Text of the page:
It’s a Wonderful Life, Captain Picard

270px-st-tng_tapestrySeeing that it’s Christmas, and I’m going through a midlife crisis, I thought I would further comment on the magic of “It’s a Wonderful Life.” That magic: the Re-vision of a person’s life has been played out on a number of TV shows. That 70’s Show undid a kiss, Moonlighting a meeting, etc. Each show played off the idea that life could be revised differently, playing to our many regrets. All of us have wondered from time to time how life might have been different if we’d chosen another option.

Here’s Star Trek’s version of the Capra classic, and whether you are a Sci fi fan or not, or a Trekkie, the message in this episode is broad enough to speak about the human condition.

In “Tapestry,” Captain Picard is killed on an away mission. His artificial heart is damaged and it fails him. He meets up with Q as an afterlife. Q is the Trek Universe’s answer to God–an amoral, irresponsible, uncompassionate God. Omnipotence with no ethics. Clarence with no caring. Q offers to change one aspect of Picard’s life, and he uncovers a pivotal moment when Picard loses his real heart in a fight with badass aliens, when he was a young officer. Picard never realizes that the moment is pivotal. Q transports him back in time to play out that moment when he was stabbed. Q forces him to either accept death, or find a way not to get stabbed and see what his life would have been like with a real heart instead of an artificial one.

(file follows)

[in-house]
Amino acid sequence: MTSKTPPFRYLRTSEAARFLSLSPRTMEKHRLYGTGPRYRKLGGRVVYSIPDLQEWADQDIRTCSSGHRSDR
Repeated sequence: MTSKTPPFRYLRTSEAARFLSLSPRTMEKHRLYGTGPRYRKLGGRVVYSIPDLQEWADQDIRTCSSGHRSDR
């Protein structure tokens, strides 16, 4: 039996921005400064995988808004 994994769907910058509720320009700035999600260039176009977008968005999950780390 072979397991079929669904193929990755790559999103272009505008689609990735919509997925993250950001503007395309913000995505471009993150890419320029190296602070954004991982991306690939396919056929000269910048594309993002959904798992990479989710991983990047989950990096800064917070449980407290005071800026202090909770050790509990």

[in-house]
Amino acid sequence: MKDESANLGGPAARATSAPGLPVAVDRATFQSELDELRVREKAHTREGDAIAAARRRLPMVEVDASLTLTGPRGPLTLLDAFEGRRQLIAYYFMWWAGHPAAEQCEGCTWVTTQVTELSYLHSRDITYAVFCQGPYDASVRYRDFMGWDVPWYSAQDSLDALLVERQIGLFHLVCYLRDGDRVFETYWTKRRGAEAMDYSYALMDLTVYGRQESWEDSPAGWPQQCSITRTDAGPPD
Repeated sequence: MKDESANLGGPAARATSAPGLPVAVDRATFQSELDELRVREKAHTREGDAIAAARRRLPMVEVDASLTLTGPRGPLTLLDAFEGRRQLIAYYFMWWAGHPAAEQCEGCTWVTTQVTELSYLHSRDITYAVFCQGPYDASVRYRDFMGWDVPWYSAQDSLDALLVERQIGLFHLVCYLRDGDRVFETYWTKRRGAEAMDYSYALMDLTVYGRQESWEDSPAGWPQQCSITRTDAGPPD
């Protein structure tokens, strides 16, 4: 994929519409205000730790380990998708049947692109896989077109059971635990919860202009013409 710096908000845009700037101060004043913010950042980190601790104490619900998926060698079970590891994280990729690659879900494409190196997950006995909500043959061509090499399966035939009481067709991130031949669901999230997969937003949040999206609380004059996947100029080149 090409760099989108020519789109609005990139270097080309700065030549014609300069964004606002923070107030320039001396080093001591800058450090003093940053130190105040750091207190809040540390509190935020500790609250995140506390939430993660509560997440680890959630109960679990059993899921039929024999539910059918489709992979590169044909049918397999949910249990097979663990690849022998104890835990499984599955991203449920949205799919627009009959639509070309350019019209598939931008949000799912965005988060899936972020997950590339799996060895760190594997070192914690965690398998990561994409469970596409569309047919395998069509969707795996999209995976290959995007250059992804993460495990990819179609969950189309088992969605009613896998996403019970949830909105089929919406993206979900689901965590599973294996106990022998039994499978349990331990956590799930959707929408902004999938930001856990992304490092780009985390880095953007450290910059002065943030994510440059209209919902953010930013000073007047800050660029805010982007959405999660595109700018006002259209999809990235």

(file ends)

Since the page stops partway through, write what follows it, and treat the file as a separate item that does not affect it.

Picard replays the days leading up to the argument, to the fight, to the stabbing, to avoid violence. To do this, he has to stop his friends from defending their honor, and in doing so, loses his friends–but gains his life. Q transports him back to the future–or to the present. Picard finds that he has a completely different life. A life void of risk, completely safe. And by playing it safe, Picard has become a Lt. Astrophysics analyst, who transports data back and forth to senior officers.

If you want the whole episode, go to Youtube and begin here.

But I think the end has the meat of the message. Watch here.

The difference here is not that Picard is pivotal in the lives of others. Undoubtedly he was. But that our risks bring about a person who can lead. Our risks, or lack of them, define us. George Bailey’s sacrifices define him. Picard’s daring defines him. What defines you?

For another take on this idea, here’s a heartwarming video by Garth Brooks called “Standing Outside the Fire.” Pardon me mixing Star Trek and country music, but the themes are nice together.